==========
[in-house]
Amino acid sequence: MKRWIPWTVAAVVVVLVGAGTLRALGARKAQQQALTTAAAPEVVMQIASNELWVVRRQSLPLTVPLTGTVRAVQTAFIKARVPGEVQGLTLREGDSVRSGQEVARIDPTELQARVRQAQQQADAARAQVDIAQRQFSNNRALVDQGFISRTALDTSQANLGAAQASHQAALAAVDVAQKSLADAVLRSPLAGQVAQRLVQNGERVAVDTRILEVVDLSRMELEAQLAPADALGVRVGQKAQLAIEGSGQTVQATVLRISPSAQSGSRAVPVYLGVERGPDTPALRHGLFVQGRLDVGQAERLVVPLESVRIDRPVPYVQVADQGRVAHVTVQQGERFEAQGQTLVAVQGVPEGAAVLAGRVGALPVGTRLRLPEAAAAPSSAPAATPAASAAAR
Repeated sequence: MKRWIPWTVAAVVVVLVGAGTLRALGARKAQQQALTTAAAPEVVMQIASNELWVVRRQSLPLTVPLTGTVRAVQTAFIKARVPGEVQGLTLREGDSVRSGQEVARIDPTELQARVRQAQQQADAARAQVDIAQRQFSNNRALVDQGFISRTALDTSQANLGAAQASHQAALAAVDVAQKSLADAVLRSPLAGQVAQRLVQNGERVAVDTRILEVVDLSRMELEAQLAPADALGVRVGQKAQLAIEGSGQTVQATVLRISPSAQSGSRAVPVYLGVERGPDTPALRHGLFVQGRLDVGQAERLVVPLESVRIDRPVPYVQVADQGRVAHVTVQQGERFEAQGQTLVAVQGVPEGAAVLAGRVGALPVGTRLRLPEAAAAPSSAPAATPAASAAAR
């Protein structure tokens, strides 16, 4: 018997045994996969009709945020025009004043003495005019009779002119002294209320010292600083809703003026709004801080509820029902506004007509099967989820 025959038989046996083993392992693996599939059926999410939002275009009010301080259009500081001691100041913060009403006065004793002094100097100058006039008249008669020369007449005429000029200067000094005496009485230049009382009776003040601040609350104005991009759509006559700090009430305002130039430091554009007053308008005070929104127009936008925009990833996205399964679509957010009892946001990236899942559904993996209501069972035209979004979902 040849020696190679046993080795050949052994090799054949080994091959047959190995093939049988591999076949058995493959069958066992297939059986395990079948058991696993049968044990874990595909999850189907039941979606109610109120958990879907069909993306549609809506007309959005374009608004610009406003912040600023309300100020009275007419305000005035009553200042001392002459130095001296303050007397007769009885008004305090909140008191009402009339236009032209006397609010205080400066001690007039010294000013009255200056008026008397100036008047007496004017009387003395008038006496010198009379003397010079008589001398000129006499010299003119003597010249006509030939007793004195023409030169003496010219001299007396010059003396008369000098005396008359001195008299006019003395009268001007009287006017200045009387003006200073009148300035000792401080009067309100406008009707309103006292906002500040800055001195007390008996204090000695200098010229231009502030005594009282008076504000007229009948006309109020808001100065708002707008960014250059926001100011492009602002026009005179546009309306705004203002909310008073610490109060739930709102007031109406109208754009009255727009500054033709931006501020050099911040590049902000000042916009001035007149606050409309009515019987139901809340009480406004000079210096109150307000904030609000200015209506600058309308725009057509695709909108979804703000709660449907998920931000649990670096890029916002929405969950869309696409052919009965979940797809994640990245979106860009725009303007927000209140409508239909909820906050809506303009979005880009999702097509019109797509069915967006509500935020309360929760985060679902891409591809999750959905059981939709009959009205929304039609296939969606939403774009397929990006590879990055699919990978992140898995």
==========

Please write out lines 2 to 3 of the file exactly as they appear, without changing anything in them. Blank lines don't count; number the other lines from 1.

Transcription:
Amino acid sequence: MKRWIPWTVAAVVVVLVGAGTLRALGARKAQQQALTTAAAPEVVMQIASNELWVVRRQSLPLTVPLTGTVRAVQTAFIKARVPGEVQGLTLREGDSVRSGQEVARIDPTELQARVRQAQQQADAARAQVDIAQRQFSNNRALVDQGFISRTALDTSQANLGAAQASHQAALAAVDVAQKSLADAVLRSPLAGQVAQRLVQNGERVAVDTRILEVVDLSRMELEAQLAPADALGVRVGQKAQLAIEGSGQTVQATVLRISPSAQSGSRAVPVYLGVERGPDTPALRHGLFVQGRLDVGQAERLVVPLESVRIDRPVPYVQVADQGRVAHVTVQQGERFEAQGQTLVAVQGVPEGAAVLAGRVGALPVGTRLRLPEAAAAPSSAPAATPAASAAAR
Repeated sequence: MKRWIPWTVAAVVVVLVGAGTLRALGARKAQQQALTTAAAPEVVMQIASNELWVVRRQSLPLTVPLTGTVRAVQTAFIKARVPGEVQGLTLREGDSVRSGQEVARIDPTELQARVRQAQQQADAARAQVDIAQRQFSNNRALVDQGFISRTALDTSQANLGAAQASHQAALAAVDVAQKSLADAVLRSPLAGQVAQRLVQNGERVAVDTRILEVVDLSRMELEAQLAPADALGVRVGQKAQLAIEGSGQTVQATVLRISPSAQSGSRAVPVYLGVERGPDTPALRHGLFVQGRLDVGQAERLVVPLESVRIDRPVPYVQVADQGRVAHVTVQQGERFEAQGQTLVAVQGVPEGAAVLAGRVGALPVGTRLRLPEAAAAPSSAPAATPAASAAAR